I should have linked/excerpted a Mike Fleming Deadline piece that ran four days ago called “Let Me Rant More Than Rave About The Film Climate In Hollywood Now.” I didn’t because…I don’t have a decent excuse but the best part is mainly about how to jazz up the Oscarsl

Fleming’s big idea (and it’s a good one) is that the Academy should use the Oscar telecast as a way to entertainingly preview the big wanna-see flicks of the coming year.

“Instead of Cirque du Soleil, what if Oscar promised an exclusive clip of Tom Cruise singing an ’80s rock number in his decadent hair band rock icon character from Rock Of Ages? A clip showing the giant dragon Smaug or a battle scene from Middle Earth from The Hobbit? A killer scene from The Hunger Games? One from Prometheus, Ridley Scott‘s revisit to Alien terrain? The Dark Knight Rises? An action scene marking the return of James Bond in Skyfall? You get the idea.

“All of these scenes would be exclusive, and this could become a tradition which could be promoted and would give a global movie-loving audience more to embrace than dresses that actresses are wearing.

“Insiders say this hasn’t happened because the Academy is intransigent in its fear that the integrity of the awards would be compromised. After all, they only just started allowing movie ads during the telecast. Hey, Academy: join the 21st century.

“And while we’re at it, doubling the number of Best Picture nominees has mostly added a few more films most people didn’t see. Why not create some other awards that honor the best comedy or best ensemble, which might give the unwashed masses something to root for? And when you have a year where Harry Potter was again ignored for Best Picture after an eighth installment that marked the end of an unprecedented achievement of an engrossing serial that grossed $8 billion, why not INVENT AN AWARD that gives the cast and filmmakers the chance to take a final bow in front of a grateful global TV audience?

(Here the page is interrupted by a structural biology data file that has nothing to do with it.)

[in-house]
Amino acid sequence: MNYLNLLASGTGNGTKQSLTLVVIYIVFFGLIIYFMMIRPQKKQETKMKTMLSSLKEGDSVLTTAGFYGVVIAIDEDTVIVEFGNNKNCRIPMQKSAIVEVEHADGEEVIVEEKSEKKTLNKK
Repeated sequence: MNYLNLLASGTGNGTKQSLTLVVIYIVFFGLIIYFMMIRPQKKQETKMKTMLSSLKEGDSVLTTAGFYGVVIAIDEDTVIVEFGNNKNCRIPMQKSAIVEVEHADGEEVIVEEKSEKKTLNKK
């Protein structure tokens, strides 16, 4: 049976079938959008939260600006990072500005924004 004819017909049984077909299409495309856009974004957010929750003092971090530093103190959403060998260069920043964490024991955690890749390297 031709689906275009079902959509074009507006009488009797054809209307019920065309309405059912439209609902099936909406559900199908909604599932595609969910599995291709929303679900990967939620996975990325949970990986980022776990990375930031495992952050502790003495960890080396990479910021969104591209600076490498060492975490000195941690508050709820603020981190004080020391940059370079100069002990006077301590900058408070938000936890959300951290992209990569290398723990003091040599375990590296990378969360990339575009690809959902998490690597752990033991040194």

There’s “a palpable lack of excitement for the Oscars” among industry players, he says. The basic problem is that the Oscar telecasy “is clearly hamstrung not by the imagination of its producers [but] the Academy’s unwillingness to get off its high horse and start showing audiences around the world what they really want to see.”

Fleming is basically saying that Academy honchos Tom Sherak, Dawn Hudson and Ric Robertson are basically what’s wrong.

“Why can’t the Academy face the fact that its stuffiness and stubbornness has turned movie’s most important night into the Super Bowl for dress designers? The red carpet pre-show has become a more anticipated event than an awards show that focuses too much on a Hollywood past the masses don’t care about, technical awards the masses don’t care about, and movies from last year that audiences either saw or decided not to see a long time ago.”